by JOHN MIKKELSEN – AS FAR North Queensland mops up after the flooding and mayhem largely resulting from unpreparedness in the wake of Cyclone Jasper, anyone who has lived there would know it has nothing to do with “catastrophic climate change” despite the usual alarmist headlines.
Cyclones are not a new phenomenon, and Jasper couldn’t hold a candle to Cyclone Althea which caused three deaths when it devastated Townsville and some other northern centres on Christmas Eve, 1971.
As a kid growing up in Stuart, a bush village near Townsville, they were just another chapter in life’s adventures – unless one actually hit your house.
Let’s take a trip in the mind’s Tardis back to February 1954, when that almost happened.
My Dad, Garnie, was the headmaster at Stuart State School, and after the day dawned wet but not too windy, he gave us the news: ABC radio had broadcast a warning that a cyclone was approaching down the coast, and all schools in the region would be closed.
Well, any day with no school was as good as a holiday in my book.
“Beauty!” I yelled. I’m not sure my enthusiasm was shared by my older siblings, who would normally be preparing to travel into Townsville State High School on the Railmotor.
During the day, the wind steadily increased and the rain became almost horizontal. That afternoon, we stood on the front enclosed verandah of the schoolhouse which was protected from the howling northerly, and watched as big trees toppled, branches whipped off and competed with sheets of roofing iron flying by.
Wow! It reminded me of the opening scenes to The Wizard of Oz and we had a front row seat without having to buy movie tickets…
Telephone lines were knocked down but we didn’t have to worry about power. There wasn’t any, and night time settled with the norm of carbide lights and kerosene lamps, which attracted the usual swarms of mozzies and other flying insects.
The radio crackling in the corner on battery power delivered news the cyclone was still on its way but, in those days, they didn’t give them pet names and there was no army of reporters recounting every wind gust tousling their hair if they stepped outside.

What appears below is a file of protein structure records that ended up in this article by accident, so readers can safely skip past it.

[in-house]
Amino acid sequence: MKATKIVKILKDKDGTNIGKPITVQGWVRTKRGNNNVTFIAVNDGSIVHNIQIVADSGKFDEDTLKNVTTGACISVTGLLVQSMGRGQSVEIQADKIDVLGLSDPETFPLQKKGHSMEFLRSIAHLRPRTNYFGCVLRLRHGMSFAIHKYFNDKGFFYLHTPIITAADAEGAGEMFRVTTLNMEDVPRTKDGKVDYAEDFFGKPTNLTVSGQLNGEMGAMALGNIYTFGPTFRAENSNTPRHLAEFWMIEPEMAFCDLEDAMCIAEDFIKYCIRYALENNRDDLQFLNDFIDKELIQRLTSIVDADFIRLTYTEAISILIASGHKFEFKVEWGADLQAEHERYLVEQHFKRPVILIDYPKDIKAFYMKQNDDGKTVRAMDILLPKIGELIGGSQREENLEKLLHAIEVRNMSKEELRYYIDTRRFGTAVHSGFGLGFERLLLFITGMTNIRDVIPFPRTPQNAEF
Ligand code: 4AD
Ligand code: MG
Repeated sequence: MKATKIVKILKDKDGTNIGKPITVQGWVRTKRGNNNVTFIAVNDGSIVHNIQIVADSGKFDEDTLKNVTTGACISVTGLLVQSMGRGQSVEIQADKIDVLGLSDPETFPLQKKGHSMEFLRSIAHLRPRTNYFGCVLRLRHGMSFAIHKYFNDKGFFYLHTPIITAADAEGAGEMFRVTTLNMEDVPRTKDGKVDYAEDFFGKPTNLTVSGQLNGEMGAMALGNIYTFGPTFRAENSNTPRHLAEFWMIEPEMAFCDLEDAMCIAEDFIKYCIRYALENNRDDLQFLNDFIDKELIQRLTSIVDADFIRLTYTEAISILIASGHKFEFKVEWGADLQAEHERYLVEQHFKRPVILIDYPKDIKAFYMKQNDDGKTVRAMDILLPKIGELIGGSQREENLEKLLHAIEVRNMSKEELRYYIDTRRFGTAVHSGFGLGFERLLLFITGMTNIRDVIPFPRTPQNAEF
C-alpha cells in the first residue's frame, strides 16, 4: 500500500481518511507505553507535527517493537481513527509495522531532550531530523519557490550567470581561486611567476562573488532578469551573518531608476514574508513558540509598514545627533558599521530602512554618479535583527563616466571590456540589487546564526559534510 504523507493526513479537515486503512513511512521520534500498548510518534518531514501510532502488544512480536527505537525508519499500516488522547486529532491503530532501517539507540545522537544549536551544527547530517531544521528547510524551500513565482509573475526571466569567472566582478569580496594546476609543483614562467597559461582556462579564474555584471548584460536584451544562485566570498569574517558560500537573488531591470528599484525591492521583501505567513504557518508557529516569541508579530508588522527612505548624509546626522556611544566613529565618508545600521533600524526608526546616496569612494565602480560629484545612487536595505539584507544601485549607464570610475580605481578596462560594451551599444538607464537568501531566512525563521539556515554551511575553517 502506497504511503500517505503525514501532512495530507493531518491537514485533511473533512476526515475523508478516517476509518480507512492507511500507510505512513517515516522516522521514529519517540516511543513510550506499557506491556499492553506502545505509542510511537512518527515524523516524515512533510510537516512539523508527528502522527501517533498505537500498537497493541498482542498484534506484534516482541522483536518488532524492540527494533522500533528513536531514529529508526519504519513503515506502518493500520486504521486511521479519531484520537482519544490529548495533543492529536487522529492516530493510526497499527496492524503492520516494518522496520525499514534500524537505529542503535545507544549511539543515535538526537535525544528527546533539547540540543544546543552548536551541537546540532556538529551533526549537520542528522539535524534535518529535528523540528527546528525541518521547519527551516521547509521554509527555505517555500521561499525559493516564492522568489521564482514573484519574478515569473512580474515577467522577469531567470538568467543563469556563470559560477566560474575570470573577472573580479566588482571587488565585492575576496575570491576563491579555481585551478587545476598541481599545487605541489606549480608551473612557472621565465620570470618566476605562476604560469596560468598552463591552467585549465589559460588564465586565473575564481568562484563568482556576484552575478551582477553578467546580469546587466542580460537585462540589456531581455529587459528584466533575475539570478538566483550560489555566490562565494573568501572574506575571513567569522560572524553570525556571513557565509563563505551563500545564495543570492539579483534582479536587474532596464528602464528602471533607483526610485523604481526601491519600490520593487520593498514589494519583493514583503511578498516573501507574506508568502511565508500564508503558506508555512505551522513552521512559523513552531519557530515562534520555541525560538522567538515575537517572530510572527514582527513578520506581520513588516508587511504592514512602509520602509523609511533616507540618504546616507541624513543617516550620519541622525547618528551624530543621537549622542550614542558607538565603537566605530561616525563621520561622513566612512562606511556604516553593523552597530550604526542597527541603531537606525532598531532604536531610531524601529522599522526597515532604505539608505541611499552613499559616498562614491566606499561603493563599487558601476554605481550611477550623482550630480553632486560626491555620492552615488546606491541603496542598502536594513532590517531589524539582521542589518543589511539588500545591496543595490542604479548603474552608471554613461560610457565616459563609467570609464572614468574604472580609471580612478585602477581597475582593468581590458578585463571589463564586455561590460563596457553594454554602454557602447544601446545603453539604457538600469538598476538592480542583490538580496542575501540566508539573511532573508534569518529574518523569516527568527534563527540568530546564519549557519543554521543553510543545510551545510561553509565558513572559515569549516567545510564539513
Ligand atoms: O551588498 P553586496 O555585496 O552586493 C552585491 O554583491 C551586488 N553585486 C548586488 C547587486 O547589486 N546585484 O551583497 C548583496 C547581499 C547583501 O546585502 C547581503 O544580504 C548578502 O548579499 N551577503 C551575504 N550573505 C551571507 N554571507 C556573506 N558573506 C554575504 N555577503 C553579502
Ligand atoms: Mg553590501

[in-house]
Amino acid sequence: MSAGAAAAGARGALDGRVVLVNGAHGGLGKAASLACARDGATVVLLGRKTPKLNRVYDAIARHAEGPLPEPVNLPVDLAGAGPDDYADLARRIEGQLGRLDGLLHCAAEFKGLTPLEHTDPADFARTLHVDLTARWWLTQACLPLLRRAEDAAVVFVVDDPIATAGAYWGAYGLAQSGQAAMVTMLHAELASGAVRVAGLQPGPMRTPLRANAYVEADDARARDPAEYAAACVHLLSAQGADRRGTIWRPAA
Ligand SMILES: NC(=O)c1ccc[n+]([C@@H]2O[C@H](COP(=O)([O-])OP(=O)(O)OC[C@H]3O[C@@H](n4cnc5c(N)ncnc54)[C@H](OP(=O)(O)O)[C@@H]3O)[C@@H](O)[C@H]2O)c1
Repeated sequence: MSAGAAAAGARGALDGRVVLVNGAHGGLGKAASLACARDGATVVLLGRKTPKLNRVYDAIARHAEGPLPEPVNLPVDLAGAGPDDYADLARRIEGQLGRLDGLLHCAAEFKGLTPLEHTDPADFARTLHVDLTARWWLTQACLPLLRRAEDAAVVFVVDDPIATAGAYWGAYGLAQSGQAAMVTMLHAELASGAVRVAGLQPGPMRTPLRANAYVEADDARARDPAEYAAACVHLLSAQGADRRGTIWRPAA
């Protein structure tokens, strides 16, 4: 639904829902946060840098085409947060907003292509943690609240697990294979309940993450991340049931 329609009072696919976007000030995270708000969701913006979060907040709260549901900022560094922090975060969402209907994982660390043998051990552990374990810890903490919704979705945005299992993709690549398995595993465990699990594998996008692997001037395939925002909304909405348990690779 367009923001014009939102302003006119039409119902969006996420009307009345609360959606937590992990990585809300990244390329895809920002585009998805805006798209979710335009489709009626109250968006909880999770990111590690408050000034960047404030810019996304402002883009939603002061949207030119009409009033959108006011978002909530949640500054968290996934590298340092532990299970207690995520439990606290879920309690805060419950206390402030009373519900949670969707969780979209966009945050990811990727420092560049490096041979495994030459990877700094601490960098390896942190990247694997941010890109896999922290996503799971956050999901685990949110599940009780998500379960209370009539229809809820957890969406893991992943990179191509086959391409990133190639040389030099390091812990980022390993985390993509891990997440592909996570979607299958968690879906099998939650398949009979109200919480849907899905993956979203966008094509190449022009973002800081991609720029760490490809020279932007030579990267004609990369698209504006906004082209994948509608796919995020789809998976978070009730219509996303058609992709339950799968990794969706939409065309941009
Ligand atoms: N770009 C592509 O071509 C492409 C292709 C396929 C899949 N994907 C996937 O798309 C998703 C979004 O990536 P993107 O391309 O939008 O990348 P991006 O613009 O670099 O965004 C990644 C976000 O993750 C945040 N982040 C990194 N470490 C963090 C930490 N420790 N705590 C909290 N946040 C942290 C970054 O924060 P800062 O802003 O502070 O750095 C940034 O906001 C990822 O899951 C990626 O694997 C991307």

We eventually went to bed, knowing there was probably worse to come.
The next day dawned and I awoke early with the house still standing. I can only blame cabin fever, boredom and a warped sense of humour for what came next.
I sneaked under my sister Janette’s bed and kicked as hard as I could on the wire frame beneath the mattress.
A piercing shriek rang out as poor Janette thought the house was collapsing around her!
She ran out of the room without checking under the bed, but our Dad stormed in and caught me crawling out, laughing.
He didn’t see the joke and delivered a stern tongue lashing.
“How could you do that to your sister? You know cyclones are no joking matter, John, half the town has probably suffered damage. People can get killed!”
Janette heard none of that, and in her mind, she had been a victim of my older brother, Alan. She schemed her revenge and was not in any rush to get even.
The schoolhouse had a dinkum dunny way down the back yard, with the wooden structure attached to a wrap-around corrugated iron screen for added privacy.
Janette waited until her older brother was answering a call of nature, then put her own wicked plan into action. She rapped on the iron sheeting with a big piece of wood and laughed as Alan came running out, hitching up his shorts, convinced the dunny was about to take off.
Naturally he didn’t see the joke, but I thought it was hilarious. Two birds with the one stone…
Ironically, ours was about the only dunny in town to survive – some went walkabout, somersaulting into neighbouring properties, which would have been pretty scary for any occupant.
It was probably the iron privacy screen that kept it in place on the low wooden stumps and really stopped the brown stuff hitting the fan!
Later that day the wind started to ease from cyclonic to gale force, and I ventured off on my bike with my best mate, Rover the kelpie-cross, to survey the damage.
Trees down everywhere, and the old brickworks down the road had lost most of its roofing iron. Thankfully, its tall red brick chimney was unscathed.
I met up with a few fellow-adventurer schoolmates also making the most of another holiday, and we invented a new mode of travel. No need to pedal our bikes, just let the wind balloon our plastic raincoats from behind and it was something akin to wind surfing on wheels through the shallow water covering the road.
We also made an unusual discovery – miles away from Stewart Creek, which split the village in two, there were perch and herrings swimming in the water above the bitumen road.
It hadn’t rained cats and dogs, but somehow these fish appeared seemingly from nowhere, maybe lifted by the cyclonic winds just like Dorothy and her pet dog Toto in that Kansas tornado?
Anyway, it’s an ill wind that blows no good, but obviously Alan and Janette weren’t on speaking terms that day, and my secret prank remained unspoken right up until a recent email exchange.
Janette told a group of contacts how she had gotten even with her older brother for the cyclone trick perpetrated so many years ago while she was sleeping.
“Not me, I didn’t do that!” he finally protested.
I could have copied TV’s Sergeant Schultz of Nazi POW camp fame, and declared, “I know nothing, nothing!”
But time to come clean, just like George Washington and the axed cherry tree. It was me.PC